Opportunities opening up for high- and ultra-high-net-worth investors who can provide bridge financing
David Israelson • Financial Post Jan 10, 2023
After a steep rise in lending rates, with more rate hikes still expected, the market for investing in offices, industrial properties, retail and apartment buildings is still going through a period of “price discovery,” according to Colliers Canada’s 2023 Global Investor Outlook.
It is not surprising that this is happening, given that the Bank of Canada has boosted its key rate seven times in 2022, most recently on December 7 when it set its benchmark policy rate at 4.25 per cent.
“Patience during this time of uncertainty will be a real virtue,” says Emerging Trends in Real Estate Lenders 2023, a report released in September by PwC and the Urban Land Institute.
“Lenders have been tightening borrowing requirements, which, along with higher financing costs, are making it harder for [real estate] companies to raise capital and move projects forward,” the report says.
While this may be challenging for developers, it opens opportunity for high- and ultra-high-net-worth individuals and families and other lenders who can provide bridge or “mezzanine” financing for real estate projects. “Both equity capital and debt capital are undersupplied,” the PwC report says.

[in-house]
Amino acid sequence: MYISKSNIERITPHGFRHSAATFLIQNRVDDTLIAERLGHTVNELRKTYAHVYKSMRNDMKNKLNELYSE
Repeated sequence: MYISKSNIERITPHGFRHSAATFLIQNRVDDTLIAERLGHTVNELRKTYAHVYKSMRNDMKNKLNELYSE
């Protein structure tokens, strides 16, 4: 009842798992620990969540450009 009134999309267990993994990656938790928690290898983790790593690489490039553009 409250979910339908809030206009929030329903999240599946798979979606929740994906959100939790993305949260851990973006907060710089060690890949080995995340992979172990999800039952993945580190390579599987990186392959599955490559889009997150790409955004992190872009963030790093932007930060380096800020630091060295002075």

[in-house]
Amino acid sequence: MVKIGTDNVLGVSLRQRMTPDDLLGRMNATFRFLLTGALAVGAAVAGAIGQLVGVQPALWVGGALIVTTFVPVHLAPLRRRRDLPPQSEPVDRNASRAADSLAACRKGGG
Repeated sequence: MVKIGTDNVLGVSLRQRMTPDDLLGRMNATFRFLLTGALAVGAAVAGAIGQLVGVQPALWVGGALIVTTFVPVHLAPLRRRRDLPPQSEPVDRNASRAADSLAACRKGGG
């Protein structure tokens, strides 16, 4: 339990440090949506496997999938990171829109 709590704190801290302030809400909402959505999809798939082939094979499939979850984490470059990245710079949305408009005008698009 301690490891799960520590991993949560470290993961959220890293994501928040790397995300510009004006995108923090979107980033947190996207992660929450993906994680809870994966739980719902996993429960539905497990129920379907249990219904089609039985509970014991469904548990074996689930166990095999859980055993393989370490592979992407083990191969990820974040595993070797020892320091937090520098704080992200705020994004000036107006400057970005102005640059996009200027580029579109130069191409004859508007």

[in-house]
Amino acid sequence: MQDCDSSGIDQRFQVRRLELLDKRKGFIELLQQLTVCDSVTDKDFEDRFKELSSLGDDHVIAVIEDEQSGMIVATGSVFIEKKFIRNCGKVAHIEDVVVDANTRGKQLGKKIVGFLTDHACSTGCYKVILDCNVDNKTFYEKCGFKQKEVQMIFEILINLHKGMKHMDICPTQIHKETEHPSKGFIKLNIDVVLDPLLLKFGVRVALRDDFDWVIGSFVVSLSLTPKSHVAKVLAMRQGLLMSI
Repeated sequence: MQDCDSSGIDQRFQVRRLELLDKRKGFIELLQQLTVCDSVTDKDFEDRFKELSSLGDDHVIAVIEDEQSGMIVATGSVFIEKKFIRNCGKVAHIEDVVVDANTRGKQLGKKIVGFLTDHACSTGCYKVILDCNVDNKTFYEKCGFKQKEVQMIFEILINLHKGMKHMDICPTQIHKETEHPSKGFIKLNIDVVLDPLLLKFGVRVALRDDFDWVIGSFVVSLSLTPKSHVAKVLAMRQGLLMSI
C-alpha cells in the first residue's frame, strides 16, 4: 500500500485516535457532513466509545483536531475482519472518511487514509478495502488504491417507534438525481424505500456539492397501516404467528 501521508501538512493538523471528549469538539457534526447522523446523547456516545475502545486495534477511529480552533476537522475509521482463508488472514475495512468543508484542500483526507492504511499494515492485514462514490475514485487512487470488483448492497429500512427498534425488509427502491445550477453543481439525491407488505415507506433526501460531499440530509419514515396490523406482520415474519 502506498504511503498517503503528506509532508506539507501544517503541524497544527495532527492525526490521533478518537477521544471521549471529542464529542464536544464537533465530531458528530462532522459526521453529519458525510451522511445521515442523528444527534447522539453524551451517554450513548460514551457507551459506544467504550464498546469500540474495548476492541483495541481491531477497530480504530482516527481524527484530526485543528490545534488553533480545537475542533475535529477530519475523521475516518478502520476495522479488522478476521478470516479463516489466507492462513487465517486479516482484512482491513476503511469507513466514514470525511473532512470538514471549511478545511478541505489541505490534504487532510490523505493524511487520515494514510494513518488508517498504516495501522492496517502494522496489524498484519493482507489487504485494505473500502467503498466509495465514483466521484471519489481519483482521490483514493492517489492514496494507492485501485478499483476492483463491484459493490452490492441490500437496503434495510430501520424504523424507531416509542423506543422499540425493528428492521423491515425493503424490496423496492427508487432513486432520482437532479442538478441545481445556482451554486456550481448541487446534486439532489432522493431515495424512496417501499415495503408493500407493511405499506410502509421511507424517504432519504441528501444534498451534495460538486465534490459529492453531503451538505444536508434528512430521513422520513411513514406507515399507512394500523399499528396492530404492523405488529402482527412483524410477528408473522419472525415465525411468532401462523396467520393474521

Developers will find that they can’t borrow as much as they might need from banks and commercial lenders, and that they need to come up with as much as 20 per cent of a project’s cost, says Emeka Mayes, Head of Canadian Capital Markets, Brokerage, at Colliers Canada.
“There are groups of lenders popping up to provide this,” she says. This kind of bridge financing can command lending rates as high as 9 per cent, Mayes adds.
There is a consensus that, rather than rushing into real estate, it is better to wait until the middle of the new year, to see what happens with inflation and interest rates and how they affect property prices.